After North Korea's most powerful ever nuclear test underground at Punggye-ri in the country's northeast, Japan's TV Asahi reports that up to 200 have been killed in a tunnel collapse.
In early September, North Korea detonated a nuclear device under a mountain that experts assess to have been a hydrogen bomb about ten times more powerful than the first atomic bombs dropped on Japan at the close of World War II.
Since then, satellite imagery has revealed that the mountain above the test site has since suffered a series of landslides, and seismic aftershocks thought to have resulted from the blast.
North Korean sources told TV Asahi that initially, a tunnel collapsed on 100 workers, and an additional 100 went in to rescue them, only to die themselves under the unstable mountain.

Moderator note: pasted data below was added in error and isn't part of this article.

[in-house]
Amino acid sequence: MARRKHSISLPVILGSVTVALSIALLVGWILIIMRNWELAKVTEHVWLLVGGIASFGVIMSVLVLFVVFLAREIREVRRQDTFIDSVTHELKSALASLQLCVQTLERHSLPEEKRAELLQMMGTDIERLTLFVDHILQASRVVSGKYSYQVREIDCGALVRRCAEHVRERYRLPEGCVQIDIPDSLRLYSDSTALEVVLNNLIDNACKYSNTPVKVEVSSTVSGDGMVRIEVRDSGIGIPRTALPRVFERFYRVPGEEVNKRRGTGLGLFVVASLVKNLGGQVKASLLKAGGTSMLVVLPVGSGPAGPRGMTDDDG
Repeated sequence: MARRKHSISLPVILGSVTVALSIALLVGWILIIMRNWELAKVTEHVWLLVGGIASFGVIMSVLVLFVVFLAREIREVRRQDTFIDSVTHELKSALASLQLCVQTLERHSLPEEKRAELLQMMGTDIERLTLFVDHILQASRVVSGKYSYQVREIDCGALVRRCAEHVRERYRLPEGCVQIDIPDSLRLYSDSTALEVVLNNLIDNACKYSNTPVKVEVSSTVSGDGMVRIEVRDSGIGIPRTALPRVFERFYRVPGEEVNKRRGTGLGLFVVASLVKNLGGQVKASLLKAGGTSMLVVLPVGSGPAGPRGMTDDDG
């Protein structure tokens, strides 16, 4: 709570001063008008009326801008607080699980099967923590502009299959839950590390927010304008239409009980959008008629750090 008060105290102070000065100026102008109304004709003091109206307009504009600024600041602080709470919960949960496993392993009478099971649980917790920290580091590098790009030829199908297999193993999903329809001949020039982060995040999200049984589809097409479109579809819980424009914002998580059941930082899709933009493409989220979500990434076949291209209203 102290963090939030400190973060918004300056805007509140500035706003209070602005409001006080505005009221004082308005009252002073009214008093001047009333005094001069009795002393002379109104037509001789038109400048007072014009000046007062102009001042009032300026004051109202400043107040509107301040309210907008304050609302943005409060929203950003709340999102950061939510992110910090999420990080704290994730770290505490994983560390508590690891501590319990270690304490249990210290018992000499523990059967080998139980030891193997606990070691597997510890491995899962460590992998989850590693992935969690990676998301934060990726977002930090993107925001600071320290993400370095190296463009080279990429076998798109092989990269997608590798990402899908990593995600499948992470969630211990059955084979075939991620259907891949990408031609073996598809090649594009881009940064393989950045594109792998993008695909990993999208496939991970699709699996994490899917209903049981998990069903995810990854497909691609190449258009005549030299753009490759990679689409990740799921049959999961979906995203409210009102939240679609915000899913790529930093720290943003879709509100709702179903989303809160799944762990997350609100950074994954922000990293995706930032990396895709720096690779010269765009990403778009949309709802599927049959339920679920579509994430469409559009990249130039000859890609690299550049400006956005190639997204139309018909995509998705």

The tunnels in and out of the test site had been damaged previously, and the workers may have been clearing or repairing the tunnels to resume nuclear testing.
Additionally, with the test site compromised, hazardous radioactive material left over from the blast may seep out, which could possibly cause an international incident.
If the debris from the test reaches China, Beijing would see that as an attack on its country, Jenny Town, the assistant director of the US-Korea Institute and a managing editor at 38 North, told previously Business Insider.